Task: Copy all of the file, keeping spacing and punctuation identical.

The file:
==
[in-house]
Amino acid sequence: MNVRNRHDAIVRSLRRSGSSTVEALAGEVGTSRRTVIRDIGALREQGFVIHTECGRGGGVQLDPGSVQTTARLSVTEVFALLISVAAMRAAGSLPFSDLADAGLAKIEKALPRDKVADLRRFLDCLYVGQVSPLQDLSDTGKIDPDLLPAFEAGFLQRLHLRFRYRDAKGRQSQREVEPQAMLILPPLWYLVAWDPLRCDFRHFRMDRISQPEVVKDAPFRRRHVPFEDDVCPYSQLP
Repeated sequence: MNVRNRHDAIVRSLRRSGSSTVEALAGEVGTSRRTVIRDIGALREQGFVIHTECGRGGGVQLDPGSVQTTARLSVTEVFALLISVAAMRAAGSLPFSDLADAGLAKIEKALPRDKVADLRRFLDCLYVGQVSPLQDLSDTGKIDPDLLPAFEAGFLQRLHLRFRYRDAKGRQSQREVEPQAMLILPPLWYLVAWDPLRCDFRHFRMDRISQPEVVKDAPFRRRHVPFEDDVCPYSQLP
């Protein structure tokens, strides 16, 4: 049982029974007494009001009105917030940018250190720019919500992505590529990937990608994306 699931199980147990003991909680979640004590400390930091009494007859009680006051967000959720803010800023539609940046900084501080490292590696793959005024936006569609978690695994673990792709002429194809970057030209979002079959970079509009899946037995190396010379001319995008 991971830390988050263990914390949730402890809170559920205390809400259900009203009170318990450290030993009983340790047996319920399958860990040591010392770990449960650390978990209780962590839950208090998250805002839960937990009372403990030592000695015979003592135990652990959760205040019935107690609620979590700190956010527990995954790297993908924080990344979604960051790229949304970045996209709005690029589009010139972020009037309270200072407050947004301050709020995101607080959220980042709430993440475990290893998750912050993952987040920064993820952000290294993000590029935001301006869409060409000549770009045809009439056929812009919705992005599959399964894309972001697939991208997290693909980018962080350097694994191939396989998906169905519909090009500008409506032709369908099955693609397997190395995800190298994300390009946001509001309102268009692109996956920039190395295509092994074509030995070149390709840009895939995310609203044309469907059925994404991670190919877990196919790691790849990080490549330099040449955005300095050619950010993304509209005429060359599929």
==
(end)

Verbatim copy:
[in-house]
Amino acid sequence: MNVRNRHDAIVRSLRRSGSSTVEALAGEVGTSRRTVIRDIGALREQGFVIHTECGRGGGVQLDPGSVQTTARLSVTEVFALLISVAAMRAAGSLPFSDLADAGLAKIEKALPRDKVADLRRFLDCLYVGQVSPLQDLSDTGKIDPDLLPAFEAGFLQRLHLRFRYRDAKGRQSQREVEPQAMLILPPLWYLVAWDPLRCDFRHFRMDRISQPEVVKDAPFRRRHVPFEDDVCPYSQLP
Repeated sequence: MNVRNRHDAIVRSLRRSGSSTVEALAGEVGTSRRTVIRDIGALREQGFVIHTECGRGGGVQLDPGSVQTTARLSVTEVFALLISVAAMRAAGSLPFSDLADAGLAKIEKALPRDKVADLRRFLDCLYVGQVSPLQDLSDTGKIDPDLLPAFEAGFLQRLHLRFRYRDAKGRQSQREVEPQAMLILPPLWYLVAWDPLRCDFRHFRMDRISQPEVVKDAPFRRRHVPFEDDVCPYSQLP
């Protein structure tokens, strides 16, 4: 049982029974007494009001009105917030940018250190720019919500992505590529990937990608994306 699931199980147990003991909680979640004590400390930091009494007859009680006051967000959720803010800023539609940046900084501080490292590696793959005024936006569609978690695994673990792709002429194809970057030209979002079959970079509009899946037995190396010379001319995008 991971830390988050263990914390949730402890809170559920205390809400259900009203009170318990450290030993009983340790047996319920399958860990040591010392770990449960650390978990209780962590839950208090998250805002839960937990009372403990030592000695015979003592135990652990959760205040019935107690609620979590700190956010527990995954790297993908924080990344979604960051790229949304970045996209709005690029589009010139972020009037309270200072407050947004301050709020995101607080959220980042709430993440475990290893998750912050993952987040920064993820952000290294993000590029935001301006869409060409000549770009045809009439056929812009919705992005599959399964894309972001697939991208997290693909980018962080350097694994191939396989998906169905519909090009500008409506032709369908099955693609397997190395995800190298994300390009946001509001309102268009692109996956920039190395295509092994074509030995070149390709840009895939995310609203044309469907059925994404991670190919877990196919790691790849990080490549330099040449955005300095050619950010993304509209005429060359599929």